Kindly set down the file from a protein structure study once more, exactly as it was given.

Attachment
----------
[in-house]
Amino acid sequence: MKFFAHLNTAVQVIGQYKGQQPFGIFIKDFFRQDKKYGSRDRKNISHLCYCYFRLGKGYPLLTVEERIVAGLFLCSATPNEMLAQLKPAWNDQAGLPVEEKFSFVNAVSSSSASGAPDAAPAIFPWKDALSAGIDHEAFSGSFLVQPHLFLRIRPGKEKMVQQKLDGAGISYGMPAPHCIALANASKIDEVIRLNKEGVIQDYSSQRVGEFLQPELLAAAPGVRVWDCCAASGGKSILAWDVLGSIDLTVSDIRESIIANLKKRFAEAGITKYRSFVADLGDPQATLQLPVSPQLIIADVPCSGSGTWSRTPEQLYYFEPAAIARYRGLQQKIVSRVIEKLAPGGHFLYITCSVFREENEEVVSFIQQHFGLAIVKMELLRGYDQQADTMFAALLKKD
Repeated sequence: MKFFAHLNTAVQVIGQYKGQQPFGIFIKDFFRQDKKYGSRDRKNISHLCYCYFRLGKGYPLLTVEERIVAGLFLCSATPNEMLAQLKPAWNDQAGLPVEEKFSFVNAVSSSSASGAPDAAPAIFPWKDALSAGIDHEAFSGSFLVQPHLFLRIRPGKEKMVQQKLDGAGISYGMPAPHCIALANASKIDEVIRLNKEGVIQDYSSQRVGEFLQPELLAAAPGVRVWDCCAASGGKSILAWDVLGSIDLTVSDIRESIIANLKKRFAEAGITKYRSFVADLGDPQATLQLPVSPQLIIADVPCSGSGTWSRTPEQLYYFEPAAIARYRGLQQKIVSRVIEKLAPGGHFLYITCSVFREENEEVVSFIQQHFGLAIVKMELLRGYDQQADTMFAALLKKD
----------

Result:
[in-house]
Amino acid sequence: MKFFAHLNTAVQVIGQYKGQQPFGIFIKDFFRQDKKYGSRDRKNISHLCYCYFRLGKGYPLLTVEERIVAGLFLCSATPNEMLAQLKPAWNDQAGLPVEEKFSFVNAVSSSSASGAPDAAPAIFPWKDALSAGIDHEAFSGSFLVQPHLFLRIRPGKEKMVQQKLDGAGISYGMPAPHCIALANASKIDEVIRLNKEGVIQDYSSQRVGEFLQPELLAAAPGVRVWDCCAASGGKSILAWDVLGSIDLTVSDIRESIIANLKKRFAEAGITKYRSFVADLGDPQATLQLPVSPQLIIADVPCSGSGTWSRTPEQLYYFEPAAIARYRGLQQKIVSRVIEKLAPGGHFLYITCSVFREENEEVVSFIQQHFGLAIVKMELLRGYDQQADTMFAALLKKD
Repeated sequence: MKFFAHLNTAVQVIGQYKGQQPFGIFIKDFFRQDKKYGSRDRKNISHLCYCYFRLGKGYPLLTVEERIVAGLFLCSATPNEMLAQLKPAWNDQAGLPVEEKFSFVNAVSSSSASGAPDAAPAIFPWKDALSAGIDHEAFSGSFLVQPHLFLRIRPGKEKMVQQKLDGAGISYGMPAPHCIALANASKIDEVIRLNKEGVIQDYSSQRVGEFLQPELLAAAPGVRVWDCCAASGGKSILAWDVLGSIDLTVSDIRESIIANLKKRFAEAGITKYRSFVADLGDPQATLQLPVSPQLIIADVPCSGSGTWSRTPEQLYYFEPAAIARYRGLQQKIVSRVIEKLAPGGHFLYITCSVFREENEEVVSFIQQHFGLAIVKMELLRGYDQQADTMFAALLKKD